“On September 14, 1814, U.S. soldiers at Baltimore’s Fort McHenry raised a huge American flag to celebrate a crucial victory over British forces during the War of 1812. The sight of those “broad stripes and bright stars” inspired Francis Scott Key to write a song that eventually became the United States national anthem. Key’s words gave new significance to a national symbol and started a tradition through which generations of Americans have invested the flag with their own meanings and memories.”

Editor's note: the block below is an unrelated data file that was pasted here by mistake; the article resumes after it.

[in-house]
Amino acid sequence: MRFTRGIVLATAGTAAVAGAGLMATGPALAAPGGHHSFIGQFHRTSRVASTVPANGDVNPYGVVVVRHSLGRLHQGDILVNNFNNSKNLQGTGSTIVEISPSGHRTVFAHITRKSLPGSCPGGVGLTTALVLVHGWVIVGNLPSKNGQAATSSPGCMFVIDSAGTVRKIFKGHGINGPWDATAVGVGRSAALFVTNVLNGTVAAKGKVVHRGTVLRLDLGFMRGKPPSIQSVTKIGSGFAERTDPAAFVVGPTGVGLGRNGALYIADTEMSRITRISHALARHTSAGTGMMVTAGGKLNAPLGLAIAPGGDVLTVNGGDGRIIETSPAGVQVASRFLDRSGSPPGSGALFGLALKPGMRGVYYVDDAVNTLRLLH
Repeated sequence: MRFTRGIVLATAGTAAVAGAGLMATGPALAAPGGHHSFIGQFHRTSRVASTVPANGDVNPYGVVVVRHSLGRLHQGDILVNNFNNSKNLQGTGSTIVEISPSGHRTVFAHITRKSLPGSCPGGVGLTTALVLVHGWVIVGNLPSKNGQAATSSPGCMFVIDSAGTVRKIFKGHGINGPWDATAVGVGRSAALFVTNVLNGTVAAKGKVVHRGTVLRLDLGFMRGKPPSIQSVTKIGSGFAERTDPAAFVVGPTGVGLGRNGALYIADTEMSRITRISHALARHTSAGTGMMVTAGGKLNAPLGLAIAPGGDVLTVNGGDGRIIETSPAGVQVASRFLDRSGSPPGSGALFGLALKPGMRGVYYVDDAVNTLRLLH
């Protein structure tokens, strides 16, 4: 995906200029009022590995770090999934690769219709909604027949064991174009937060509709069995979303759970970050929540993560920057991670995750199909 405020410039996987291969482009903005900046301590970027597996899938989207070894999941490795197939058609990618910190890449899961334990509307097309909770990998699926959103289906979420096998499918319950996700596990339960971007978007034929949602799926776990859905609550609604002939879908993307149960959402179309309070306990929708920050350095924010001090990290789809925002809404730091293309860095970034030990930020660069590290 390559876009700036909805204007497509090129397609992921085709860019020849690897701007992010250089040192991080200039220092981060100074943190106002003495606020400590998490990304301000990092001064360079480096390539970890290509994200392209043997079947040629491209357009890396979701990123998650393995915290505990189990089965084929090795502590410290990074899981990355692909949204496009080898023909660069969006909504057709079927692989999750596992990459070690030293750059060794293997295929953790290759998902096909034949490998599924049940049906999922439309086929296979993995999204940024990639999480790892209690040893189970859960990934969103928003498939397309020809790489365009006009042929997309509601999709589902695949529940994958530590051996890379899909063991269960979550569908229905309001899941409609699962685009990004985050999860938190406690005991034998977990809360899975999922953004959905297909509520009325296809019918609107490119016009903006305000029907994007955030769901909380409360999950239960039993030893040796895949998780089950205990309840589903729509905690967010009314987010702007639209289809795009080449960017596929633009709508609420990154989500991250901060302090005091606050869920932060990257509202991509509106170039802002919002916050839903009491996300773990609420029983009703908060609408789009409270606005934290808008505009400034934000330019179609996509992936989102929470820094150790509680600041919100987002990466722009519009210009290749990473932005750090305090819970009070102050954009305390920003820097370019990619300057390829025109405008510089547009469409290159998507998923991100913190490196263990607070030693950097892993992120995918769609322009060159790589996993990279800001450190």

Ask any American what first comes to their mind when thinking about the Declaration of Independence and they will give you one of three answers: the famous second sentence about life, liberty, and the pursuit of happiness, Thomas Jefferson, or John Hancock’s bold signature. Part of the myth of Hancock’s John Hancock was that he signed in such large letters so King George III could read it without his spectacles. Whether Hancock really said something like this or not, one thing is true—King George, or anyone for that matter, could read Hancock’s signature without glasses.